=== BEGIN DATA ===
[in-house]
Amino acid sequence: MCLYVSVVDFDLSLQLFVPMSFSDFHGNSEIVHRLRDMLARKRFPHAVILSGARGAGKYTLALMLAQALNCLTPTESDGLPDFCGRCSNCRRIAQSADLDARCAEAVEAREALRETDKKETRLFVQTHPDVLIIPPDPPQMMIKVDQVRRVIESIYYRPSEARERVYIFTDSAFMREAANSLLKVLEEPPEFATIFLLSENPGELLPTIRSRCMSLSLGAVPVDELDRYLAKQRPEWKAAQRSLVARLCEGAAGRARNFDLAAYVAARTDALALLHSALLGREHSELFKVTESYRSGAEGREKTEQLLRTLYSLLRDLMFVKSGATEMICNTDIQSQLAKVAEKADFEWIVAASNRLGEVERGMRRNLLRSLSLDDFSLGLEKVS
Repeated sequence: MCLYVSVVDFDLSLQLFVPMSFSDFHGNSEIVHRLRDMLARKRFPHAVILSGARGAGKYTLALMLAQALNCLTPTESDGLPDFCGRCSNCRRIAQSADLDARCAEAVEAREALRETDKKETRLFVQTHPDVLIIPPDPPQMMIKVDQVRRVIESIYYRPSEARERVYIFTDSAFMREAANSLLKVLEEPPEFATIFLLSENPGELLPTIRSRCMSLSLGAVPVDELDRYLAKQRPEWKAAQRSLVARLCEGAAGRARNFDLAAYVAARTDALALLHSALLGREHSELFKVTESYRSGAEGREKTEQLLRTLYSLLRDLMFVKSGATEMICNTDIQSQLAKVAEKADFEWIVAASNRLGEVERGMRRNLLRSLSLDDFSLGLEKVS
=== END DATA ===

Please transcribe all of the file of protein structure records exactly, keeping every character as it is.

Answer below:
[in-house]
Amino acid sequence: MCLYVSVVDFDLSLQLFVPMSFSDFHGNSEIVHRLRDMLARKRFPHAVILSGARGAGKYTLALMLAQALNCLTPTESDGLPDFCGRCSNCRRIAQSADLDARCAEAVEAREALRETDKKETRLFVQTHPDVLIIPPDPPQMMIKVDQVRRVIESIYYRPSEARERVYIFTDSAFMREAANSLLKVLEEPPEFATIFLLSENPGELLPTIRSRCMSLSLGAVPVDELDRYLAKQRPEWKAAQRSLVARLCEGAAGRARNFDLAAYVAARTDALALLHSALLGREHSELFKVTESYRSGAEGREKTEQLLRTLYSLLRDLMFVKSGATEMICNTDIQSQLAKVAEKADFEWIVAASNRLGEVERGMRRNLLRSLSLDDFSLGLEKVS
Repeated sequence: MCLYVSVVDFDLSLQLFVPMSFSDFHGNSEIVHRLRDMLARKRFPHAVILSGARGAGKYTLALMLAQALNCLTPTESDGLPDFCGRCSNCRRIAQSADLDARCAEAVEAREALRETDKKETRLFVQTHPDVLIIPPDPPQMMIKVDQVRRVIESIYYRPSEARERVYIFTDSAFMREAANSLLKVLEEPPEFATIFLLSENPGELLPTIRSRCMSLSLGAVPVDELDRYLAKQRPEWKAAQRSLVARLCEGAAGRARNFDLAAYVAARTDALALLHSALLGREHSELFKVTESYRSGAEGREKTEQLLRTLYSLLRDLMFVKSGATEMICNTDIQSQLAKVAEKADFEWIVAASNRLGEVERGMRRNLLRSLSLDDFSLGLEKVS